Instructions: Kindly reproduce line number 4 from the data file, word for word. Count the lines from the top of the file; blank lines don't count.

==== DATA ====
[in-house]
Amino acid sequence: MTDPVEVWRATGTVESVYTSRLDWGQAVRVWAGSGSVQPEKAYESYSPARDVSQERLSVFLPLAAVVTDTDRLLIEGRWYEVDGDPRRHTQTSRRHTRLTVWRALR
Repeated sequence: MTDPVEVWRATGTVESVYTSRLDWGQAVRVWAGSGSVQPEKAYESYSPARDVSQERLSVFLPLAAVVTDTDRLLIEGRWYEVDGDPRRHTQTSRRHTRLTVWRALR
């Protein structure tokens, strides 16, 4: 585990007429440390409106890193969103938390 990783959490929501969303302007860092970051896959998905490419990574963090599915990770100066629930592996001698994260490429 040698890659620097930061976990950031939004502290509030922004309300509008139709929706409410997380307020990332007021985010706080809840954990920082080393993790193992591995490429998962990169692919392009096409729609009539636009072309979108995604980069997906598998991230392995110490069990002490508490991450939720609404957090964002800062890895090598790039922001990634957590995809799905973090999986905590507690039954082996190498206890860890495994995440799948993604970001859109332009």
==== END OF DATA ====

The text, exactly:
């Protein structure tokens, strides 16, 4: 585990007429440390409106890193969103938390 990783959490929501969303302007860092970051896959998905490419990574963090599915990770100066629930592996001698994260490429 040698890659620097930061976990950031939004502290509030922004309300509008139709929706409410997380307020990332007021985010706080809840954990920082080393993790193992591995490429998962990169692919392009096409729609009539636009072309979108995604980069997906598998991230392995110490069990002490508490991450939720609404957090964002800062890895090598790039922001990634957590995809799905973090999986905590507690039954082996190498206890860890495994995440799948993604970001859109332009």